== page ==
Lifestyle and home remedies

By Mayo Clinic Staff

Sometimes you may feel helpless when facing inflammatory bowel disease. But changes in your diet and lifestyle may help control your symptoms and lengthen the time between flare-ups.

Diet

There's no firm evidence that what you eat causes inflammatory bowel disease. But certain foods and beverages can aggravate your symptoms, especially during a flare-up. It's a good idea to try eliminating from your diet anything that seems to make your signs and symptoms worse. Here are some suggestions:

  • Limit dairy products. If milk or other dairy products aggravate your symptoms, you may be lactose intolerant — that is, your body can't digest the milk sugar (lactose) in dairy foods. If so, you may want to try an enzyme product, such as Lactaid, to help break down lactose. In some cases, you may need to eliminate dairy foods completely. Keep in mind that with limiting your dairy intake, you'll need to find other sources of calcium, such as supplements.
  • Experiment with fiber. For most people, high-fiber foods, such as fresh fruits and vegetables and whole grains, are the foundation of a healthy diet. But if you have inflammatory bowel disease, fiber may make diarrhea, pain and gas worse. If raw fruits and vegetables bother you, try steaming, baking or stewing them. Check with your doctor before adding significant amounts of fiber to your diet.
  • Avoid problem foods. Eliminate any other foods that seem to make your symptoms worse. These may include "gassy" foods, such as beans, cabbage and broccoli, raw fruit juices and fruits, popcorn, caffeine, and carbonated beverages.
  • Eat small meals. You may find that you feel better eating five or six small meals rather than two or three larger ones.
  • Drink plenty of liquids. Try to drink plenty of fluids daily. Water is best. Beverages that contain caffeine stimulate your intestines and can make diarrhea worse, while carbonated drinks frequently produce gas.
  • Consider multivitamins. Because inflammatory bowel disease can interfere with your ability to absorb nutrients and because your diet may be limited, vitamin and mineral supplements can play a key role in supplying missing nutrients. They don't provide essential protein and calories, however, and shouldn't be a substitute for meals.
  • Talk to a dietitian. If you begin to lose weight or your diet has become very limited, talk to a registered dietitian.

Smoking

Smoking increases your risk of developing Crohn's disease, and once you have it, smoking can make the condition worse. People with Crohn's disease who smoke are more likely to have relapses, need medications and repeat surgeries. Quitting smoking can improve the overall health of your digestive tract, as well as provide many other health benefits.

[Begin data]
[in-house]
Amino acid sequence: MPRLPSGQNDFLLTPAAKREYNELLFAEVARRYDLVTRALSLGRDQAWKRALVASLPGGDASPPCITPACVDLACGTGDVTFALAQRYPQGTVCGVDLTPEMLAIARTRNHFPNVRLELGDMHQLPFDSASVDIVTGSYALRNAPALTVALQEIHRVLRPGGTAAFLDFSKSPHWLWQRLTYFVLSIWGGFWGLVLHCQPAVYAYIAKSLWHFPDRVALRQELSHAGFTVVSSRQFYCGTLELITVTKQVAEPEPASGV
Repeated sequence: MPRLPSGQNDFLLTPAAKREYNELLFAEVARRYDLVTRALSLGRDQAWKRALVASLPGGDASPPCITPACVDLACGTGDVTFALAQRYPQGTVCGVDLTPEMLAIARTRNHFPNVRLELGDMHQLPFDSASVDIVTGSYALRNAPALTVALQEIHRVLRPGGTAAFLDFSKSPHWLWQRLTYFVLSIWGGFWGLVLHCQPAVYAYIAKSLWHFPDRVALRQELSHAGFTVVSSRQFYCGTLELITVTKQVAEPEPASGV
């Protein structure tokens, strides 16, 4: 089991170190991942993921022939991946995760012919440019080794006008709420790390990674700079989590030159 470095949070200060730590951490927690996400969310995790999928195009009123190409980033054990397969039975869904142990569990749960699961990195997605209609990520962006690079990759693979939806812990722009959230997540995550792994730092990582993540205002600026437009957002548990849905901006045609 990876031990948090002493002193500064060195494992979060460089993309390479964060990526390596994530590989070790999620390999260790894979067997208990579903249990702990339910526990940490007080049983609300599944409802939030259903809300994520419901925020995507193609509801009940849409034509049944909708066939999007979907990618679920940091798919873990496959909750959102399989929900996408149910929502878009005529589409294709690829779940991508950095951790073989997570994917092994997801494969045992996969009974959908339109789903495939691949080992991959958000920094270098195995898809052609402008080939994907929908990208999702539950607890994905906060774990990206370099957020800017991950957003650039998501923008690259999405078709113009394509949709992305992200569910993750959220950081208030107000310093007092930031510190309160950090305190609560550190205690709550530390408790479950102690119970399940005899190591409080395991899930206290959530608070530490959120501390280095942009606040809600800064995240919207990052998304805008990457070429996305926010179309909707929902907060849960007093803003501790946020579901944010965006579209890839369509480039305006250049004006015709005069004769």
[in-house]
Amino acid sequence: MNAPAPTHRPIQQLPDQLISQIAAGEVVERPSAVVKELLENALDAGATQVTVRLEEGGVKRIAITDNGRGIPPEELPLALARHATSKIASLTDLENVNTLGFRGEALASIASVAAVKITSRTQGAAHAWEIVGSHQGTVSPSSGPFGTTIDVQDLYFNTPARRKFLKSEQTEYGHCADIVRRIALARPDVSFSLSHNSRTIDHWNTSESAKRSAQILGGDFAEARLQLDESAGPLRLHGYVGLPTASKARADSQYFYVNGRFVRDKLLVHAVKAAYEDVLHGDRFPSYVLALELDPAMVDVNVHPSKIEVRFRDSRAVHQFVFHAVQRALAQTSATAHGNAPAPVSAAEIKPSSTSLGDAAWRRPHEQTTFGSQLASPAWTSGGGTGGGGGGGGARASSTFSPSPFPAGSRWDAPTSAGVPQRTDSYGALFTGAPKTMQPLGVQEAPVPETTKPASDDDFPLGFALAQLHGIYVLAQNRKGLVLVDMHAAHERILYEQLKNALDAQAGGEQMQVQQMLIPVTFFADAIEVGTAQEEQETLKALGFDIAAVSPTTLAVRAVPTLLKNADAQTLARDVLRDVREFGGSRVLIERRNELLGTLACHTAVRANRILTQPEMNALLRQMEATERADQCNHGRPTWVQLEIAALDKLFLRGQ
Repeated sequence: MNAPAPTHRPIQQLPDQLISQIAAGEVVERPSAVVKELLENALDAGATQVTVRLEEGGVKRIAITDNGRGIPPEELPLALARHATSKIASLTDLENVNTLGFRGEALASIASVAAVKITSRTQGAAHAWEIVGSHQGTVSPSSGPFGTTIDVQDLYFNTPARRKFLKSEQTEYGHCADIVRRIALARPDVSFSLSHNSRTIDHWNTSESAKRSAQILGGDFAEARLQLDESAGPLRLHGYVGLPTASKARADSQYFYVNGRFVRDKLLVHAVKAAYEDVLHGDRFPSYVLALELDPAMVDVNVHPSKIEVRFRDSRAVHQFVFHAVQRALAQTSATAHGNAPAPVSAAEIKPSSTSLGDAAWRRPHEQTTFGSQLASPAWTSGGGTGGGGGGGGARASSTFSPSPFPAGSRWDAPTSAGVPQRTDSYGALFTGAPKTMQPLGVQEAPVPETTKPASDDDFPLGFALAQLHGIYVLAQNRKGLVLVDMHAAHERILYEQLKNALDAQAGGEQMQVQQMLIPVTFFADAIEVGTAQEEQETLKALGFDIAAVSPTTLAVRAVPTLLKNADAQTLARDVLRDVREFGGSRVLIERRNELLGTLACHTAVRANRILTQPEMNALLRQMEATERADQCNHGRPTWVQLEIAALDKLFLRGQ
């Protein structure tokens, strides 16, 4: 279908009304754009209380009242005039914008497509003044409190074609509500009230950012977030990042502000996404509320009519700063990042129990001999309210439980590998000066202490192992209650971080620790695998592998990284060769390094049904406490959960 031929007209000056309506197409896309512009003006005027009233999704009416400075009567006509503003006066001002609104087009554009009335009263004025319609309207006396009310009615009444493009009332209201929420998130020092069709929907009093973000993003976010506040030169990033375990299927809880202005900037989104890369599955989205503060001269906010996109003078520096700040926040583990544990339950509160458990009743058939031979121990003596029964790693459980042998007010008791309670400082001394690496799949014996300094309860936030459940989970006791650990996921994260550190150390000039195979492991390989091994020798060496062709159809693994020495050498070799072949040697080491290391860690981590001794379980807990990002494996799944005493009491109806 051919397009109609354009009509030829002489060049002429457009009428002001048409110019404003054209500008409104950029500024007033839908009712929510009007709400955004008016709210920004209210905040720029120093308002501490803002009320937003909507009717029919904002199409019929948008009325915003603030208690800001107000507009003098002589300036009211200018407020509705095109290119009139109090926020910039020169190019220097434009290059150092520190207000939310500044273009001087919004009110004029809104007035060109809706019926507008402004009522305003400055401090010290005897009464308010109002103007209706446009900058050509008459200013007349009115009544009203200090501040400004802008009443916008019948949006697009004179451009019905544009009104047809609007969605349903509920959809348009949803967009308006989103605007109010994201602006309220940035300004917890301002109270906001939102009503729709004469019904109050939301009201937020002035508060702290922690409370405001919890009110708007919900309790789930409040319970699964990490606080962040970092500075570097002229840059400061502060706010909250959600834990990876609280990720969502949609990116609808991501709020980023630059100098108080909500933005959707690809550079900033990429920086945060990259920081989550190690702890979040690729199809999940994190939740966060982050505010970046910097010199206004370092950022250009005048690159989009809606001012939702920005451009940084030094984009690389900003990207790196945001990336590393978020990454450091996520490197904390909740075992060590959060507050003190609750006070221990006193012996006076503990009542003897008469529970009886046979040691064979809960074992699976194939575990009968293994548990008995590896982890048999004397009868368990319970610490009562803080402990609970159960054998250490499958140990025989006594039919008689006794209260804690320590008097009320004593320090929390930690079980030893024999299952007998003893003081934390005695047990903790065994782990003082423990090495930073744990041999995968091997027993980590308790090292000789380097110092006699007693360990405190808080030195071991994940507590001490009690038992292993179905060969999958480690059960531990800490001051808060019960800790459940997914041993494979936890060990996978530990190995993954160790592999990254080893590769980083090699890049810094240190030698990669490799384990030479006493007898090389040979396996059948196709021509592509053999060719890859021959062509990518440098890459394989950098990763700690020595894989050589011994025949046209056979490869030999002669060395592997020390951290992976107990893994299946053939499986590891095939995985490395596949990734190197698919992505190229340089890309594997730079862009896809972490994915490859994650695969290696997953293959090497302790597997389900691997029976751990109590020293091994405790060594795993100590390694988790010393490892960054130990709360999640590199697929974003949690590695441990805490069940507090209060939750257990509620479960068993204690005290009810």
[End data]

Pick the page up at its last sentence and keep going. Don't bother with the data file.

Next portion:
Stress

Although stress doesn't cause inflammatory bowel disease, it can make your signs and symptoms much worse and may trigger flare-ups. Stressful events can range from minor annoyances to a move, job loss or the death of a loved one.

When you're stressed, your normal digestive process can change, causing your stomach to empty more slowly and secrete more acids. Stress can also speed or slow the passage of intestinal contents. It may also cause changes in intestinal tissue itself.

Although it's not always possible to avoid stress, you can learn ways to help manage it. Some of these include:

  • Exercise. Even mild exercise can help reduce stress, relieve depression and normalize bowel function. Talk to your doctor about an exercise plan that's right for you.
  • Biofeedback. This stress-reduction technique helps you reduce muscle tension and slow your heart rate with the help of a feedback machine. You're then taught how to produce these changes yourself. The goal is to help you enter a relaxed state so that you can cope more easily with stress. Biofeedback is usually taught in hospitals and medical centers.
  • Regular relaxation and breathing exercises. An effective way to cope with stress is to perform relaxation and breathing exercises. You can take classes in yoga and meditation or practice at home using books, CDs or DVDs.
  • Hypnosis. Hypnosis may reduce abdominal pain and bloating. A trained professional can teach you how to enter a relaxed state.
  • Other techniques. Set aside time every day for any activity you find relaxing — listening to music, reading, playing computer games or just soaking in a warm bath.
Dec. 13, 2012